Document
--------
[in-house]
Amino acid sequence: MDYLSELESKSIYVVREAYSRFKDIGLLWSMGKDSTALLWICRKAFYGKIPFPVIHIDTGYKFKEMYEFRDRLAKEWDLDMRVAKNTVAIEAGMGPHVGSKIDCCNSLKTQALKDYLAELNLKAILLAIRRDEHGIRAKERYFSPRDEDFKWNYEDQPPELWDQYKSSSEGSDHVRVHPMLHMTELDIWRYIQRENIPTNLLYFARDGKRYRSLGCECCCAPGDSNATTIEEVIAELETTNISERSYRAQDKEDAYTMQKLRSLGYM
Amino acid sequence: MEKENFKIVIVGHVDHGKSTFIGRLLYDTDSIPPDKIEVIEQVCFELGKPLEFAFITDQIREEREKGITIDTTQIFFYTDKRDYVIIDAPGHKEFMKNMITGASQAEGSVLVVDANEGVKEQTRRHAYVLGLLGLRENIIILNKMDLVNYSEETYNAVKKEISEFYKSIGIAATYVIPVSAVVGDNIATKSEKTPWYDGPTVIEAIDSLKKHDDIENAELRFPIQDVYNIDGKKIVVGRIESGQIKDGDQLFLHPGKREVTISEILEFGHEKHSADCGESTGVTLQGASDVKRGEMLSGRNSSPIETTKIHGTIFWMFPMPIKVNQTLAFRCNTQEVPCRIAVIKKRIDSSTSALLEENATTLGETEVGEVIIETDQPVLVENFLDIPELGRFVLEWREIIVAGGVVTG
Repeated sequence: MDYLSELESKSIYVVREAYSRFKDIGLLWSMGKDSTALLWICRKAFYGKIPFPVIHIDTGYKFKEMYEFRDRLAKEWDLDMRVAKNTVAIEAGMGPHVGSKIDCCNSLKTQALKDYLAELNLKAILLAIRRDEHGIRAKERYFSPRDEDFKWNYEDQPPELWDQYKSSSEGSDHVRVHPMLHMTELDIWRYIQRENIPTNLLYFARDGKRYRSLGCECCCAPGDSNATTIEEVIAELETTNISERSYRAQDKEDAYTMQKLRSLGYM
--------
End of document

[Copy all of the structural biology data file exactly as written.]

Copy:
[in-house]
Amino acid sequence: MDYLSELESKSIYVVREAYSRFKDIGLLWSMGKDSTALLWICRKAFYGKIPFPVIHIDTGYKFKEMYEFRDRLAKEWDLDMRVAKNTVAIEAGMGPHVGSKIDCCNSLKTQALKDYLAELNLKAILLAIRRDEHGIRAKERYFSPRDEDFKWNYEDQPPELWDQYKSSSEGSDHVRVHPMLHMTELDIWRYIQRENIPTNLLYFARDGKRYRSLGCECCCAPGDSNATTIEEVIAELETTNISERSYRAQDKEDAYTMQKLRSLGYM
Amino acid sequence: MEKENFKIVIVGHVDHGKSTFIGRLLYDTDSIPPDKIEVIEQVCFELGKPLEFAFITDQIREEREKGITIDTTQIFFYTDKRDYVIIDAPGHKEFMKNMITGASQAEGSVLVVDANEGVKEQTRRHAYVLGLLGLRENIIILNKMDLVNYSEETYNAVKKEISEFYKSIGIAATYVIPVSAVVGDNIATKSEKTPWYDGPTVIEAIDSLKKHDDIENAELRFPIQDVYNIDGKKIVVGRIESGQIKDGDQLFLHPGKREVTISEILEFGHEKHSADCGESTGVTLQGASDVKRGEMLSGRNSSPIETTKIHGTIFWMFPMPIKVNQTLAFRCNTQEVPCRIAVIKKRIDSSTSALLEENATTLGETEVGEVIIETDQPVLVENFLDIPELGRFVLEWREIIVAGGVVTG
Repeated sequence: MDYLSELESKSIYVVREAYSRFKDIGLLWSMGKDSTALLWICRKAFYGKIPFPVIHIDTGYKFKEMYEFRDRLAKEWDLDMRVAKNTVAIEAGMGPHVGSKIDCCNSLKTQALKDYLAELNLKAILLAIRRDEHGIRAKERYFSPRDEDFKWNYEDQPPELWDQYKSSSEGSDHVRVHPMLHMTELDIWRYIQRENIPTNLLYFARDGKRYRSLGCECCCAPGDSNATTIEEVIAELETTNISERSYRAQDKEDAYTMQKLRSLGYM